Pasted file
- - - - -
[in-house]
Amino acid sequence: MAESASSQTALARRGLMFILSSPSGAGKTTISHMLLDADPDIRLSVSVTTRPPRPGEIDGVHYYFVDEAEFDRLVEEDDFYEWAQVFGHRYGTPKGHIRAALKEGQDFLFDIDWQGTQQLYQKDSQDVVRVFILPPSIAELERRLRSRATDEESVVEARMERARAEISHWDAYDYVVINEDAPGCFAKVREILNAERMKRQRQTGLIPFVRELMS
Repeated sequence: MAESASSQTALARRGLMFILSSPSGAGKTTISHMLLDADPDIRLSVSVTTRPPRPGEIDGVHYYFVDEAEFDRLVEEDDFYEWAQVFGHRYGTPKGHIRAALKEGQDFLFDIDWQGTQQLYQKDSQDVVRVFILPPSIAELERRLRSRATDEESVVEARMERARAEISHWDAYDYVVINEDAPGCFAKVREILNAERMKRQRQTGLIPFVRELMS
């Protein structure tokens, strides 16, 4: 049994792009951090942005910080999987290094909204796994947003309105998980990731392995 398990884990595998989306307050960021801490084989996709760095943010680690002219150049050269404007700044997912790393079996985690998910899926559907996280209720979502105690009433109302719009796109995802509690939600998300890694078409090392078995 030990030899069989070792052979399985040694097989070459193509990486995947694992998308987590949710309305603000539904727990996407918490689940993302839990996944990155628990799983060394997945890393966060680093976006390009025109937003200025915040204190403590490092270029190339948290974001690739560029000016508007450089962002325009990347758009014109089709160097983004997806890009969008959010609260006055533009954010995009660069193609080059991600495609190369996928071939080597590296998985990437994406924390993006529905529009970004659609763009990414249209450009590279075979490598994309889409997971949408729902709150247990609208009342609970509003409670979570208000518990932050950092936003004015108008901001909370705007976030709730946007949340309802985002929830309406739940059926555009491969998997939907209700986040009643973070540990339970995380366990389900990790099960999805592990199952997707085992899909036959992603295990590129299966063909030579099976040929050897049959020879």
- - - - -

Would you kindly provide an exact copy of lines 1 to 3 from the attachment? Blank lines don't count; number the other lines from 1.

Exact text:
[in-house]
Amino acid sequence: MAESASSQTALARRGLMFILSSPSGAGKTTISHMLLDADPDIRLSVSVTTRPPRPGEIDGVHYYFVDEAEFDRLVEEDDFYEWAQVFGHRYGTPKGHIRAALKEGQDFLFDIDWQGTQQLYQKDSQDVVRVFILPPSIAELERRLRSRATDEESVVEARMERARAEISHWDAYDYVVINEDAPGCFAKVREILNAERMKRQRQTGLIPFVRELMS
Repeated sequence: MAESASSQTALARRGLMFILSSPSGAGKTTISHMLLDADPDIRLSVSVTTRPPRPGEIDGVHYYFVDEAEFDRLVEEDDFYEWAQVFGHRYGTPKGHIRAALKEGQDFLFDIDWQGTQQLYQKDSQDVVRVFILPPSIAELERRLRSRATDEESVVEARMERARAEISHWDAYDYVVINEDAPGCFAKVREILNAERMKRQRQTGLIPFVRELMS